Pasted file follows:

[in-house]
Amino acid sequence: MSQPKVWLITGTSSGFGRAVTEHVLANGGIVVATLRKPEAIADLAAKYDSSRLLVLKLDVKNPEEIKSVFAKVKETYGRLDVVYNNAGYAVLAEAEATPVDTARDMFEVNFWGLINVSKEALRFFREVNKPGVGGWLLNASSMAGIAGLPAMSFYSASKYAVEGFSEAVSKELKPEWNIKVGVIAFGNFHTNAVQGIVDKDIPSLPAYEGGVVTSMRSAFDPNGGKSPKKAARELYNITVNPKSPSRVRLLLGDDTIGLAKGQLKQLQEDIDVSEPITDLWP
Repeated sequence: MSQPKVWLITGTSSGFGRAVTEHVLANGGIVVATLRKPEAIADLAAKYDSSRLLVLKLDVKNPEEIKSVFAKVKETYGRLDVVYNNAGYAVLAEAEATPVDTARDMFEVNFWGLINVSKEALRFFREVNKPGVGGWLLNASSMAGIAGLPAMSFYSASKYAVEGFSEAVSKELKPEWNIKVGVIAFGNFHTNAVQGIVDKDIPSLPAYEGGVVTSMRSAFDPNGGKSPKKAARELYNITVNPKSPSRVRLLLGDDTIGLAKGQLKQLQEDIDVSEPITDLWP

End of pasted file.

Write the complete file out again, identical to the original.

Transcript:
[in-house]
Amino acid sequence: MSQPKVWLITGTSSGFGRAVTEHVLANGGIVVATLRKPEAIADLAAKYDSSRLLVLKLDVKNPEEIKSVFAKVKETYGRLDVVYNNAGYAVLAEAEATPVDTARDMFEVNFWGLINVSKEALRFFREVNKPGVGGWLLNASSMAGIAGLPAMSFYSASKYAVEGFSEAVSKELKPEWNIKVGVIAFGNFHTNAVQGIVDKDIPSLPAYEGGVVTSMRSAFDPNGGKSPKKAARELYNITVNPKSPSRVRLLLGDDTIGLAKGQLKQLQEDIDVSEPITDLWP
Repeated sequence: MSQPKVWLITGTSSGFGRAVTEHVLANGGIVVATLRKPEAIADLAAKYDSSRLLVLKLDVKNPEEIKSVFAKVKETYGRLDVVYNNAGYAVLAEAEATPVDTARDMFEVNFWGLINVSKEALRFFREVNKPGVGGWLLNASSMAGIAGLPAMSFYSASKYAVEGFSEAVSKELKPEWNIKVGVIAFGNFHTNAVQGIVDKDIPSLPAYEGGVVTSMRSAFDPNGGKSPKKAARELYNITVNPKSPSRVRLLLGDDTIGLAKGQLKQLQEDIDVSEPITDLWP